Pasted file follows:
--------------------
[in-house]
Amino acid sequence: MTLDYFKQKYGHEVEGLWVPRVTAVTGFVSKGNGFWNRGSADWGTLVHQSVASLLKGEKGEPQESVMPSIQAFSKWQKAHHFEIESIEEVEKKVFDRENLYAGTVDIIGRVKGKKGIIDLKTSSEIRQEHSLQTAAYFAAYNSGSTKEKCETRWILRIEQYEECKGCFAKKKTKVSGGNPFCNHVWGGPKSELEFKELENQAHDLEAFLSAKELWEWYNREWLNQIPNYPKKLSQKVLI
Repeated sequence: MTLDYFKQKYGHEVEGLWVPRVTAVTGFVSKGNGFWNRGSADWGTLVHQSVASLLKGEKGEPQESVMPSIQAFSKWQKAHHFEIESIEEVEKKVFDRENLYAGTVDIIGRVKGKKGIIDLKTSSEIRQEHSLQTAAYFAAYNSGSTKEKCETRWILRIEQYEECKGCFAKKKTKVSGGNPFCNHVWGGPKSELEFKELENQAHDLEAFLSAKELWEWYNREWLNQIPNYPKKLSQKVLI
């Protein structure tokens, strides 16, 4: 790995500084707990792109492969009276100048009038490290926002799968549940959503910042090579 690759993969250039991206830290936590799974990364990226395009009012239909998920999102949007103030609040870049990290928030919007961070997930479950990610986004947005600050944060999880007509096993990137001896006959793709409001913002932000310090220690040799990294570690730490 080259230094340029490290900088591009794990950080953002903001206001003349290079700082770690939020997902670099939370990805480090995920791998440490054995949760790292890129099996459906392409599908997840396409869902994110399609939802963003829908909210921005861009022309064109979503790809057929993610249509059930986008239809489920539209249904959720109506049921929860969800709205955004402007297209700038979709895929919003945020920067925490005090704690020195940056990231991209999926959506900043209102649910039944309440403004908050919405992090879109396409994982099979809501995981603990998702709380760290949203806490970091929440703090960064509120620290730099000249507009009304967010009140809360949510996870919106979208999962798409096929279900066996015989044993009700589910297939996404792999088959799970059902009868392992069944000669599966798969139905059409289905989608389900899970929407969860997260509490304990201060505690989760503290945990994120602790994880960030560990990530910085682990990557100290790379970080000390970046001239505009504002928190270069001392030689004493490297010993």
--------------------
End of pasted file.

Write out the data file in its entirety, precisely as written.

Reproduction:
[in-house]
Amino acid sequence: MTLDYFKQKYGHEVEGLWVPRVTAVTGFVSKGNGFWNRGSADWGTLVHQSVASLLKGEKGEPQESVMPSIQAFSKWQKAHHFEIESIEEVEKKVFDRENLYAGTVDIIGRVKGKKGIIDLKTSSEIRQEHSLQTAAYFAAYNSGSTKEKCETRWILRIEQYEECKGCFAKKKTKVSGGNPFCNHVWGGPKSELEFKELENQAHDLEAFLSAKELWEWYNREWLNQIPNYPKKLSQKVLI
Repeated sequence: MTLDYFKQKYGHEVEGLWVPRVTAVTGFVSKGNGFWNRGSADWGTLVHQSVASLLKGEKGEPQESVMPSIQAFSKWQKAHHFEIESIEEVEKKVFDRENLYAGTVDIIGRVKGKKGIIDLKTSSEIRQEHSLQTAAYFAAYNSGSTKEKCETRWILRIEQYEECKGCFAKKKTKVSGGNPFCNHVWGGPKSELEFKELENQAHDLEAFLSAKELWEWYNREWLNQIPNYPKKLSQKVLI
């Protein structure tokens, strides 16, 4: 790995500084707990792109492969009276100048009038490290926002799968549940959503910042090579 690759993969250039991206830290936590799974990364990226395009009012239909998920999102949007103030609040870049990290928030919007961070997930479950990610986004947005600050944060999880007509096993990137001896006959793709409001913002932000310090220690040799990294570690730490 080259230094340029490290900088591009794990950080953002903001206001003349290079700082770690939020997902670099939370990805480090995920791998440490054995949760790292890129099996459906392409599908997840396409869902994110399609939802963003829908909210921005861009022309064109979503790809057929993610249509059930986008239809489920539209249904959720109506049921929860969800709205955004402007297209700038979709895929919003945020920067925490005090704690020195940056990231991209999926959506900043209102649910039944309440403004908050919405992090879109396409994982099979809501995981603990998702709380760290949203806490970091929440703090960064509120620290730099000249507009009304967010009140809360949510996870919106979208999962798409096929279900066996015989044993009700589910297939996404792999088959799970059902009868392992069944000669599966798969139905059409289905989608389900899970929407969860997260509490304990201060505690989760503290945990994120602790994880960030560990990530910085682990990557100290790379970080000390970046001239505009504002928190270069001392030689004493490297010993």